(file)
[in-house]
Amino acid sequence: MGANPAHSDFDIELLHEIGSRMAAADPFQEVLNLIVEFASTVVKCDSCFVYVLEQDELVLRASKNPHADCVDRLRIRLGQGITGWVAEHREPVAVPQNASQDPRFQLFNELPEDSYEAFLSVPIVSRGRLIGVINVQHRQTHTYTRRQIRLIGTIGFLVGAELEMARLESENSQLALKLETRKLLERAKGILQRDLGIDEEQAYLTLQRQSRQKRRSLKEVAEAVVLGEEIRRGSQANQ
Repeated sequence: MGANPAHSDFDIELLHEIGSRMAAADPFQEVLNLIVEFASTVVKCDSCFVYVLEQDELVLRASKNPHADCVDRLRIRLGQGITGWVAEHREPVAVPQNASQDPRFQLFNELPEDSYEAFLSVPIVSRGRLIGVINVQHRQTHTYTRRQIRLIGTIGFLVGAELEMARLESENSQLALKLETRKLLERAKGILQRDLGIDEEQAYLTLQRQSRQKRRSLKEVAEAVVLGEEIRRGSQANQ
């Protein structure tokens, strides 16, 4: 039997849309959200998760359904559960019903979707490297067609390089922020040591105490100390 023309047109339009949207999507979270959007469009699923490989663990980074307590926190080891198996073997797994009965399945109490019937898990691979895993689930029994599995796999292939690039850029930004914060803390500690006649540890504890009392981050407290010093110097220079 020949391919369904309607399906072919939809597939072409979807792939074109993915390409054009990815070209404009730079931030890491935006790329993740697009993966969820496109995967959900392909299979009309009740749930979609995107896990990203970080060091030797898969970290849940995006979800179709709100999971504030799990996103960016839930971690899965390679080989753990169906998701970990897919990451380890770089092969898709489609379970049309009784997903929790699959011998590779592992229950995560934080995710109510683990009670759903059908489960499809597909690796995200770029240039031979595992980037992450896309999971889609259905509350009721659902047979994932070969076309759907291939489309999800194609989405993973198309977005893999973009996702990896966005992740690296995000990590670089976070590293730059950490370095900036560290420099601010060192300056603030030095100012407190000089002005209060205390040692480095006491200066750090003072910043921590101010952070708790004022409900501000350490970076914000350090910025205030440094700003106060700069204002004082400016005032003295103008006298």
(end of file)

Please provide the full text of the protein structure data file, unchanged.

[in-house]
Amino acid sequence: MGANPAHSDFDIELLHEIGSRMAAADPFQEVLNLIVEFASTVVKCDSCFVYVLEQDELVLRASKNPHADCVDRLRIRLGQGITGWVAEHREPVAVPQNASQDPRFQLFNELPEDSYEAFLSVPIVSRGRLIGVINVQHRQTHTYTRRQIRLIGTIGFLVGAELEMARLESENSQLALKLETRKLLERAKGILQRDLGIDEEQAYLTLQRQSRQKRRSLKEVAEAVVLGEEIRRGSQANQ
Repeated sequence: MGANPAHSDFDIELLHEIGSRMAAADPFQEVLNLIVEFASTVVKCDSCFVYVLEQDELVLRASKNPHADCVDRLRIRLGQGITGWVAEHREPVAVPQNASQDPRFQLFNELPEDSYEAFLSVPIVSRGRLIGVINVQHRQTHTYTRRQIRLIGTIGFLVGAELEMARLESENSQLALKLETRKLLERAKGILQRDLGIDEEQAYLTLQRQSRQKRRSLKEVAEAVVLGEEIRRGSQANQ
């Protein structure tokens, strides 16, 4: 039997849309959200998760359904559960019903979707490297067609390089922020040591105490100390 023309047109339009949207999507979270959007469009699923490989663990980074307590926190080891198996073997797994009965399945109490019937898990691979895993689930029994599995796999292939690039850029930004914060803390500690006649540890504890009392981050407290010093110097220079 020949391919369904309607399906072919939809597939072409979807792939074109993915390409054009990815070209404009730079931030890491935006790329993740697009993966969820496109995967959900392909299979009309009740749930979609995107896990990203970080060091030797898969970290849940995006979800179709709100999971504030799990996103960016839930971690899965390679080989753990169906998701970990897919990451380890770089092969898709489609379970049309009784997903929790699959011998590779592992229950995560934080995710109510683990009670759903059908489960499809597909690796995200770029240039031979595992980037992450896309999971889609259905509350009721659902047979994932070969076309759907291939489309999800194609989405993973198309977005893999973009996702990896966005992740690296995000990590670089976070590293730059950490370095900036560290420099601010060192300056603030030095100012407190000089002005209060205390040692480095006491200066750090003072910043921590101010952070708790004022409900501000350490970076914000350090910025205030440094700003106060700069204002004082400016005032003295103008006298």